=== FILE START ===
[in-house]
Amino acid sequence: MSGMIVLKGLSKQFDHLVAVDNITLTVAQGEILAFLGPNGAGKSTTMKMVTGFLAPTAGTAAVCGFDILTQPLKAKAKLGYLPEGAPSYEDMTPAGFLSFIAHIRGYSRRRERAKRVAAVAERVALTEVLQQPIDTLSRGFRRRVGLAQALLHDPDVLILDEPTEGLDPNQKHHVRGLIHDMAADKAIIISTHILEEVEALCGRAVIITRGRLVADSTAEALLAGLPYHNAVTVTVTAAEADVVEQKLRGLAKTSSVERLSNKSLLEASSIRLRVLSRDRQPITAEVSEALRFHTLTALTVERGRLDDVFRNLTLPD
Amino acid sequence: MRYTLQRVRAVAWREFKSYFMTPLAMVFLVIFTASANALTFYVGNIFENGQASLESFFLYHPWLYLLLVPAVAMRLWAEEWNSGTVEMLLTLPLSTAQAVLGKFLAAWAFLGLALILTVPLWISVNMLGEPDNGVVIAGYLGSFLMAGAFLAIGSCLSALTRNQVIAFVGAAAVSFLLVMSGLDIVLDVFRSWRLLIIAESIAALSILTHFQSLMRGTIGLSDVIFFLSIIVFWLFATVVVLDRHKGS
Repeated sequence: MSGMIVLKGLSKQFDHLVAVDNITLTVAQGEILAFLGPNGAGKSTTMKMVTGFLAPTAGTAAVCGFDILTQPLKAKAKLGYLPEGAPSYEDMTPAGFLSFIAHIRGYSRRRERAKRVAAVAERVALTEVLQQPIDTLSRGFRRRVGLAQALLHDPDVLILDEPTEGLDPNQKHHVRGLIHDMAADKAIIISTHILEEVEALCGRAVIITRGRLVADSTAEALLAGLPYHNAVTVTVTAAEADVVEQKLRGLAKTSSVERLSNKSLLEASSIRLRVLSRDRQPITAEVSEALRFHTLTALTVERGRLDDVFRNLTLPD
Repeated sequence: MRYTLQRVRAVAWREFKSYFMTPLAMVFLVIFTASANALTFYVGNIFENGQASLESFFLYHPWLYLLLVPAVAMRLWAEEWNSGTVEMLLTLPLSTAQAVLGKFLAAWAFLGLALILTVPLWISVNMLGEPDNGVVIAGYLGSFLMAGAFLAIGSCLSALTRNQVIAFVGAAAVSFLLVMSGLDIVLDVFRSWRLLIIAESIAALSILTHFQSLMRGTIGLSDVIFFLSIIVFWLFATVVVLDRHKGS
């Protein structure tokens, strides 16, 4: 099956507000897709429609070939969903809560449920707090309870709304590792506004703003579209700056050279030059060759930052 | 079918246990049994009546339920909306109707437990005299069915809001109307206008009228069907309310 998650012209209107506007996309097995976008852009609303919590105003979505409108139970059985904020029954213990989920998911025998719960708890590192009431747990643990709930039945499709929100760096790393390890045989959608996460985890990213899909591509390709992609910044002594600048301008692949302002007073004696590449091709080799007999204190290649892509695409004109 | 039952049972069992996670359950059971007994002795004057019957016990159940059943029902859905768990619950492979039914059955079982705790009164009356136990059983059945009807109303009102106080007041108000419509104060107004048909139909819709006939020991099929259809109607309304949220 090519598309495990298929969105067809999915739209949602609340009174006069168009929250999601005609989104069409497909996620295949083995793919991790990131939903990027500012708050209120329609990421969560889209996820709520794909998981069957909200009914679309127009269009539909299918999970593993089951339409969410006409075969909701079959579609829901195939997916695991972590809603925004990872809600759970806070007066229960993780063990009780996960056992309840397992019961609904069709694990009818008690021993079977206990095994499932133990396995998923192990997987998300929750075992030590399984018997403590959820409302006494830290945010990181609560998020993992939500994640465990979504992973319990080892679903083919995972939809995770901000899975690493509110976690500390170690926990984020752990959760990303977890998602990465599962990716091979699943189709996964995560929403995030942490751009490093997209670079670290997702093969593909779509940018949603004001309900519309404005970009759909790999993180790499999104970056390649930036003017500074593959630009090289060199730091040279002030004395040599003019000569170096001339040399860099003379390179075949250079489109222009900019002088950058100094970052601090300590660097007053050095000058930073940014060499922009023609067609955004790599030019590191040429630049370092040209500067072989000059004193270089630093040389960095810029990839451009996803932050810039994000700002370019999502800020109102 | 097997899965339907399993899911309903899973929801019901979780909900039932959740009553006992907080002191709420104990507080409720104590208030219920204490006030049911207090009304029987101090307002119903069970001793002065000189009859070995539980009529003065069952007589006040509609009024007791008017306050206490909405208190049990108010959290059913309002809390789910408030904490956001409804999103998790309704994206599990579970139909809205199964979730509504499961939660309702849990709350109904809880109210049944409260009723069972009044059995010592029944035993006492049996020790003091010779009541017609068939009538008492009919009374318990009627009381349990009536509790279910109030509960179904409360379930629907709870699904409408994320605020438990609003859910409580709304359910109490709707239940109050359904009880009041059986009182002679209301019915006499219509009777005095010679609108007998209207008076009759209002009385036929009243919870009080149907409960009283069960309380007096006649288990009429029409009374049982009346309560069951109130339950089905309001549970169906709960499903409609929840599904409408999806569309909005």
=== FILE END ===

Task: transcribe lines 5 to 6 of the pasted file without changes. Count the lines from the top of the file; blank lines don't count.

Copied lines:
Repeated sequence: MRYTLQRVRAVAWREFKSYFMTPLAMVFLVIFTASANALTFYVGNIFENGQASLESFFLYHPWLYLLLVPAVAMRLWAEEWNSGTVEMLLTLPLSTAQAVLGKFLAAWAFLGLALILTVPLWISVNMLGEPDNGVVIAGYLGSFLMAGAFLAIGSCLSALTRNQVIAFVGAAAVSFLLVMSGLDIVLDVFRSWRLLIIAESIAALSILTHFQSLMRGTIGLSDVIFFLSIIVFWLFATVVVLDRHKGS
């Protein structure tokens, strides 16, 4: 099956507000897709429609070939969903809560449920707090309870709304590792506004703003579209700056050279030059060759930052 | 079918246990049994009546339920909306109707437990005299069915809001109307206008009228069907309310 998650012209209107506007996309097995976008852009609303919590105003979505409108139970059985904020029954213990989920998911025998719960708890590192009431747990643990709930039945499709929100760096790393390890045989959608996460985890990213899909591509390709992609910044002594600048301008692949302002007073004696590449091709080799007999204190290649892509695409004109 | 039952049972069992996670359950059971007994002795004057019957016990159940059943029902859905768990619950492979039914059955079982705790009164009356136990059983059945009807109303009102106080007041108000419509104060107004048909139909819709006939020991099929259809109607309304949220 090519598309495990298929969105067809999915739209949602609340009174006069168009929250999601005609989104069409497909996620295949083995793919991790990131939903990027500012708050209120329609990421969560889209996820709520794909998981069957909200009914679309127009269009539909299918999970593993089951339409969410006409075969909701079959579609829901195939997916695991972590809603925004990872809600759970806070007066229960993780063990009780996960056992309840397992019961609904069709694990009818008690021993079977206990095994499932133990396995998923192990997987998300929750075992030590399984018997403590959820409302006494830290945010990181609560998020993992939500994640465990979504992973319990080892679903083919995972939809995770901000899975690493509110976690500390170690926990984020752990959760990303977890998602990465599962990716091979699943189709996964995560929403995030942490751009490093997209670079670290997702093969593909779509940018949603004001309900519309404005970009759909790999993180790499999104970056390649930036003017500074593959630009090289060199730091040279002030004395040599003019000569170096001339040399860099003379390179075949250079489109222009900019002088950058100094970052601090300590660097007053050095000058930073940014060499922009023609067609955004790599030019590191040429630049370092040209500067072989000059004193270089630093040389960095810029990839451009996803932050810039994000700002370019999502800020109102 | 097997899965339907399993899911309903899973929801019901979780909900039932959740009553006992907080002191709420104990507080409720104590208030219920204490006030049911207090009304029987101090307002119903069970001793002065000189009859070995539980009529003065069952007589006040509609009024007791008017306050206490909405208190049990108010959290059913309002809390789910408030904490956001409804999103998790309704994206599990579970139909809205199964979730509504499961939660309702849990709350109904809880109210049944409260009723069972009044059995010592029944035993006492049996020790003091010779009541017609068939009538008492009919009374318990009627009381349990009536509790279910109030509960179904409360379930629907709870699904409408994320605020438990609003859910409580709304359910109490709707239940109050359904009880009041059986009182002679209301019915006499219509009777005095010679609108007998209207008076009759209002009385036929009243919870009080149907409960009283069960309380007096006649288990009429029409009374049982009346309560069951109130339950089905309001549970169906709960499903409609929840599904409408999806569309909005």